Joan Didion is an iconic American writer who rose to prominence writing columns for Vogue in the sixties. She went on to publish a range of her own books and essays, and has been called Andy Warhol’s ‘spiritual twin’ (by Vanity Fair).
Her 1961 essay ‘Self-respect: Its Source, Its Power’ is a classic, challenging read about the day she, “lost the conviction that lights would always turn green for me”. Didion makes the point that you can only gain self-respect when you learn to face reality, and accept that not everything you touch will turn to gold.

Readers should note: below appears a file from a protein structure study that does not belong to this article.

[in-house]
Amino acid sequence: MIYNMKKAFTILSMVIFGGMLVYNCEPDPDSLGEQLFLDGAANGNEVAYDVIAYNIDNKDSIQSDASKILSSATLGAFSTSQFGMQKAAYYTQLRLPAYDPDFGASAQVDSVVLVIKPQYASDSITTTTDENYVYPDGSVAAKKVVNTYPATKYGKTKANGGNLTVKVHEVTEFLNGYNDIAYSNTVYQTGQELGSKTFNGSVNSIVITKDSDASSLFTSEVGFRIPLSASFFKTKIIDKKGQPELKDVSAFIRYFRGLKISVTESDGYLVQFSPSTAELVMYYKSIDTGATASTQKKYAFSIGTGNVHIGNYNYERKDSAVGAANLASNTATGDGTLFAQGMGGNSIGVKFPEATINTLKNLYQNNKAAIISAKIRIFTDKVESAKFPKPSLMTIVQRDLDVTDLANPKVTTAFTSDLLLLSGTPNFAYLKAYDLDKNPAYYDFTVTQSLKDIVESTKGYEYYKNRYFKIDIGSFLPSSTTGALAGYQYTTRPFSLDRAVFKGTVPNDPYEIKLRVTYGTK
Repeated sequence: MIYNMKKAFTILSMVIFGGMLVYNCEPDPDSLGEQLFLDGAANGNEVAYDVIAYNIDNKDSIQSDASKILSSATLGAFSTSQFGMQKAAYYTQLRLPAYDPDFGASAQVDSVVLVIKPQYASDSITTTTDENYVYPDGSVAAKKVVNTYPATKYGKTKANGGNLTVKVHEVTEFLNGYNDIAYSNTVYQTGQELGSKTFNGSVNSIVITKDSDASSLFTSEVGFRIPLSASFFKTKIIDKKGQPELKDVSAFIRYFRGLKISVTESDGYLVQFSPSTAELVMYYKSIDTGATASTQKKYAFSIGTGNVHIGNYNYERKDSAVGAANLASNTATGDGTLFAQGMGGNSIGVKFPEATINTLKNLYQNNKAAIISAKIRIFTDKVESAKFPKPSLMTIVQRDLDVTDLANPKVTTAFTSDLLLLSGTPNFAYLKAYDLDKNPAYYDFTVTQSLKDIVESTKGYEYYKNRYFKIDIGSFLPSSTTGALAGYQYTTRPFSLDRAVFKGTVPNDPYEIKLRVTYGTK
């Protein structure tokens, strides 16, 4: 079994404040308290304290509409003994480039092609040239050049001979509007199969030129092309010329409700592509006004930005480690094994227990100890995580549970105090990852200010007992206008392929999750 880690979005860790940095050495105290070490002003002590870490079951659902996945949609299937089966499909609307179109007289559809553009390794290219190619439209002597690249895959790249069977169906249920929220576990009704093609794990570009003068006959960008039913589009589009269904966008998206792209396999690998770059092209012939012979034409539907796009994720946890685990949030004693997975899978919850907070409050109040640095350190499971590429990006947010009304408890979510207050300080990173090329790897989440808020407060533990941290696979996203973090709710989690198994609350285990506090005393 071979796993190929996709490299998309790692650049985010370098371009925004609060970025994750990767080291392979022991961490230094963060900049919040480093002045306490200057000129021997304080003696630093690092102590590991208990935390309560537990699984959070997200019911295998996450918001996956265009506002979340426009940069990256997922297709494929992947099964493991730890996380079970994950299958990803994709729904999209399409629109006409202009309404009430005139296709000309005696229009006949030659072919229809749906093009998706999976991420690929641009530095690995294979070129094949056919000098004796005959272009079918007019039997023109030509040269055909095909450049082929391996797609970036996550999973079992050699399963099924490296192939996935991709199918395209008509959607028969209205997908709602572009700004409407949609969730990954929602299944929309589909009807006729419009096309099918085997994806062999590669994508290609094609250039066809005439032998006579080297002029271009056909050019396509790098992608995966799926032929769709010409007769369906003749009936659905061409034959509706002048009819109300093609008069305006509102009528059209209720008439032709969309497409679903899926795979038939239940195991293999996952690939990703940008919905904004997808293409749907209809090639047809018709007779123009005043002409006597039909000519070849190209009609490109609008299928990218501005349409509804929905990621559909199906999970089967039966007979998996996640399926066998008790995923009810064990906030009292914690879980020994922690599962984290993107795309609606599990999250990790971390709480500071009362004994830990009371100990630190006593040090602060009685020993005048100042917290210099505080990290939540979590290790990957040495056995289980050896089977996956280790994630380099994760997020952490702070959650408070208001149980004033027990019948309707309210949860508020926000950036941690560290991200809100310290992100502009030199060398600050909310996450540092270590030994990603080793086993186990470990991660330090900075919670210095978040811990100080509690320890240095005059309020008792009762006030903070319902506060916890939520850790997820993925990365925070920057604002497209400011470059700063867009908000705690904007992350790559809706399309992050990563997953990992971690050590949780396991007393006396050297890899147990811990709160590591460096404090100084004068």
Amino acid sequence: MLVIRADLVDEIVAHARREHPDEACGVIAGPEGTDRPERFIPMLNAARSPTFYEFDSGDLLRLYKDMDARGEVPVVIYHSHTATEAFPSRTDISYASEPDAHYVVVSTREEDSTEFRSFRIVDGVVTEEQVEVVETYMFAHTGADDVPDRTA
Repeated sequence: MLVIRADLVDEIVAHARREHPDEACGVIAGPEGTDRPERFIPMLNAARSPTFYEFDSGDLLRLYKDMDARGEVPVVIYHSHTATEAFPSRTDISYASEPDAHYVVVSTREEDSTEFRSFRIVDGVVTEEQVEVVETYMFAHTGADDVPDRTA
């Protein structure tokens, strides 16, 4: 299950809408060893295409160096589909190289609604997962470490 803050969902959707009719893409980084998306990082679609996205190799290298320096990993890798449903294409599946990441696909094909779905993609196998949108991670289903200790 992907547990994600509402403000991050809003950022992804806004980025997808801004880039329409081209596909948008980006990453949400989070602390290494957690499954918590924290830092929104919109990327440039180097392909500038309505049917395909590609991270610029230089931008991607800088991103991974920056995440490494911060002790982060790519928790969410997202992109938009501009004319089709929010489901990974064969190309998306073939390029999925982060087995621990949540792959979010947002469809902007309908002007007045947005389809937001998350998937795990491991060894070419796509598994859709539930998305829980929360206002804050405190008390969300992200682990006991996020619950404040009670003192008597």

This is the perfect read for anyone (especially creatives) who wants their self-respect to be pinned to slightly more than, “good manners, clean hair, and proven competence.” It also calls out those of us who avoid answering our phones (ahem, guilty) because it’s all tied up to being a bit of an anxious people pleaser.
Side note: Didion wrote this essay right as the magazine was going to press, filling the space another writer had been meant to fill. She wrote it not to a word count or a line count, but to an exact character count. What.
Read it over at Vanity Fair.